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Physicians might not have been happy hearing constant reminders to wash their hands, but a new initiative improved their hand hygiene compliance rates anyway, according to a recent report.
The report was based on the results of multidisciplinary research led by Allison Lastinger, MD, at the West Virginia University (WVU) School of Medicine. The team conduced a cross-sectional survey of parents of hospitalized children, adult patients, and primary care physicians at the facility’s J.W. Ruby Memorial Hospital, a 645-bed tertiary care teaching hospital in Morgantown.
The researchers employed an anonymous, self-administered questionnaire to gauge attitudes about a new patient empowerment tool (PET) at the hospital. Parent and patient surveys were distributed from December 2015 to June 2016, while the physician survey was administered in November 2015. A total of 108 adult patients and 114 parents completed the first survey.
Results indicated that 64% of adult patients and 70% of parents increased their sense of control of medical care. Generally, the patients and parents said they were comfortable using the PET to remind healthcare workers to perform hand hygiene: 77% of parents said that was true for physicians and 81.4% for nurses, while 64.8% of adult patients agreed with that statement for physicians and 71.2% for nurses.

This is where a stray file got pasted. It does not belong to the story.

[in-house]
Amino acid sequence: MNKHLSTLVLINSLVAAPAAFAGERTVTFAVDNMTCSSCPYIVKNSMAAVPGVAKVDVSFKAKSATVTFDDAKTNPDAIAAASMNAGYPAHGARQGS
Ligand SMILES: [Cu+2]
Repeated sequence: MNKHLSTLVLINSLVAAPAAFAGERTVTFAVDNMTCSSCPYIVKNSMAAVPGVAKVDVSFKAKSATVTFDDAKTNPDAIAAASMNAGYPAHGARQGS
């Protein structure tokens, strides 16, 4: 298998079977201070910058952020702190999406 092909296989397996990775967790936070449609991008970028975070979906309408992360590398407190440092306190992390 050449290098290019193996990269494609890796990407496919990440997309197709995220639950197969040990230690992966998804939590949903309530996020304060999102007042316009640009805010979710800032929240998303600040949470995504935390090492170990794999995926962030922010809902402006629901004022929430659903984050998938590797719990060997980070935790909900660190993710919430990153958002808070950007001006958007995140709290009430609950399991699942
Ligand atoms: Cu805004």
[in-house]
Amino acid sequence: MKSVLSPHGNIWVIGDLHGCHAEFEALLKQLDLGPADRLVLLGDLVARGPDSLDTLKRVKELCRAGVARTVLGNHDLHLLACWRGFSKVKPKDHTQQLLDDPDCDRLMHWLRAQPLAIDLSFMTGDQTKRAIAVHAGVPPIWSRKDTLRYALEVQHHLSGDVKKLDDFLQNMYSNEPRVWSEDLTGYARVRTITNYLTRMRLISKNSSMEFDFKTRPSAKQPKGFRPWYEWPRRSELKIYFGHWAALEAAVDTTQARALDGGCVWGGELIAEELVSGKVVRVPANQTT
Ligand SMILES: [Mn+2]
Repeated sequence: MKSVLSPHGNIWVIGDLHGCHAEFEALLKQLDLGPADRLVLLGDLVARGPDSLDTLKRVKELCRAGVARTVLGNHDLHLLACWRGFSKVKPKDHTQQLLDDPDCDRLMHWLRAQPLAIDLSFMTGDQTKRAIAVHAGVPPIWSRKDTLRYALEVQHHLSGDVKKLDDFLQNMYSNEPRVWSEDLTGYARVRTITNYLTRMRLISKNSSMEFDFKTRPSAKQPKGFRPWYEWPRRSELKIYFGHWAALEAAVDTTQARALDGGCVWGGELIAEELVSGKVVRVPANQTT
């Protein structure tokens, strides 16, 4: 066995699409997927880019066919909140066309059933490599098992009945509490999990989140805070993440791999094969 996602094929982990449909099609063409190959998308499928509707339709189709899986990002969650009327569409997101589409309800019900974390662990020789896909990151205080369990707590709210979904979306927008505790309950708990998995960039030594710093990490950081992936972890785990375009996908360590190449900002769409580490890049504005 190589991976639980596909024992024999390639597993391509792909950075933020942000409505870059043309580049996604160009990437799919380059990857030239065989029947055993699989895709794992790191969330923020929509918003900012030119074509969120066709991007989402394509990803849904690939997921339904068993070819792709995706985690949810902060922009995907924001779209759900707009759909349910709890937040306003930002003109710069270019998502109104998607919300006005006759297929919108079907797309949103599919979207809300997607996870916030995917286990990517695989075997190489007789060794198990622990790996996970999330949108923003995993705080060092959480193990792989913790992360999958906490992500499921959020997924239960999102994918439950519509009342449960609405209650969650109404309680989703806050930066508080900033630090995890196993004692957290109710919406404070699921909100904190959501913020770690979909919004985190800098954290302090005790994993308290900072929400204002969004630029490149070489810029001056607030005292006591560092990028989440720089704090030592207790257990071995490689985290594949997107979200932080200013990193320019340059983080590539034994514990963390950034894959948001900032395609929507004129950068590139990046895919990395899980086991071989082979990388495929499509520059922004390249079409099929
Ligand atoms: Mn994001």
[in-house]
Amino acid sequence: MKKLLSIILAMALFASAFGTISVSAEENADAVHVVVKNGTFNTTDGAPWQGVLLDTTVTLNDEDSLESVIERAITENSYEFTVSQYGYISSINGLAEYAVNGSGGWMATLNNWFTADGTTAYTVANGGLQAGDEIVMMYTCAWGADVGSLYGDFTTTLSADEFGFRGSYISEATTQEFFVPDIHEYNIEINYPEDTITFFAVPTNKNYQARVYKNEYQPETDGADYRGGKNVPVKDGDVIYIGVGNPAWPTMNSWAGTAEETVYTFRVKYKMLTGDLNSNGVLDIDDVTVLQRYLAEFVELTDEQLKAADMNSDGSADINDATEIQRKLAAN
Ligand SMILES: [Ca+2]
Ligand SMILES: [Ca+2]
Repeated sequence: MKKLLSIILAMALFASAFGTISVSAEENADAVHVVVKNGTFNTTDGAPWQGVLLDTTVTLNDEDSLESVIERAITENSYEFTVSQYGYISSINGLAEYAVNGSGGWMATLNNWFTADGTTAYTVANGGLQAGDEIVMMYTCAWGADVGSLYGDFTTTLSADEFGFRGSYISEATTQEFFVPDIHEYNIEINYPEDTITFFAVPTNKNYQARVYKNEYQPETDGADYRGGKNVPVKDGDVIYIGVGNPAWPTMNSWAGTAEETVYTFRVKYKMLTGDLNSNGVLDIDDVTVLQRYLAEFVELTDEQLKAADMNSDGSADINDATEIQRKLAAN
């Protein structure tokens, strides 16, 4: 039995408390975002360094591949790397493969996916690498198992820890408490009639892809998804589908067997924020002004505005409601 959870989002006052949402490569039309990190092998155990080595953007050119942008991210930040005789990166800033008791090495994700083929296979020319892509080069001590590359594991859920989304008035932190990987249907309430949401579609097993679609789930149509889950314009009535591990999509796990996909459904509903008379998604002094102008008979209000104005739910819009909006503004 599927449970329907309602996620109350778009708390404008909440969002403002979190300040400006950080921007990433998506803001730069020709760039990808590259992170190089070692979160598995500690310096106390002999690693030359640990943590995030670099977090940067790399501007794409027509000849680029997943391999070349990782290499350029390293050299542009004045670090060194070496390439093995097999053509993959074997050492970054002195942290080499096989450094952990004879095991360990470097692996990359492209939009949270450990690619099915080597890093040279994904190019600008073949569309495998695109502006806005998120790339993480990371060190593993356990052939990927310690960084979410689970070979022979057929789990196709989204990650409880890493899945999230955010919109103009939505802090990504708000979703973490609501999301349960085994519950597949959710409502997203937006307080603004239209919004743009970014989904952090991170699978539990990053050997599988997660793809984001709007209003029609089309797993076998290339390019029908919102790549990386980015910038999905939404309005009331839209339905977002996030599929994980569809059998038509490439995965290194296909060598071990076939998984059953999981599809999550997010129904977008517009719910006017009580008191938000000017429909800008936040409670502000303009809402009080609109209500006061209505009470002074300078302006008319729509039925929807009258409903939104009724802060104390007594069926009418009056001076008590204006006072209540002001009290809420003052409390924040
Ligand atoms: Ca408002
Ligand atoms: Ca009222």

Interestingly, parents were nearly 20% more likely than adult patients to speak up if a physician did not clean their hands.
As a result of PET and other measures, hand hygiene rates at the hospital increased from 48% in 2015 to about 75% in 2016.
"Forty-eight percent is pretty standard, so 75% is phenomenal,” Lastinger explained
The reviews were not as positive among 89 healthcare provider responses (29 residents and 60 attending physicians). Only 54.9% said they believed patients should be involved in reminding providers to perform hand hygiene. They also indicated that it would be better if patients made that request verbally rather than using the PET to remind them.
Meanwhile, of the physicians who did not support patient involvement, 37% said it was not the patient's responsibility to remind physicians to perform hand hygiene; 16% suggested it was embarrassing to the doctor; and 13% expressed fear it would negatively affect the patient-physician relationship.
"Based on the results of this study, patient empowerment appears to be an effective strategy to facilitate healthcare workers' adherence to hand hygiene, but acceptance of the PET by providers remains a challenge," Lastinger emphasized. "Barriers to hand hygiene adherence among healthcare providers should be identified and addressed."
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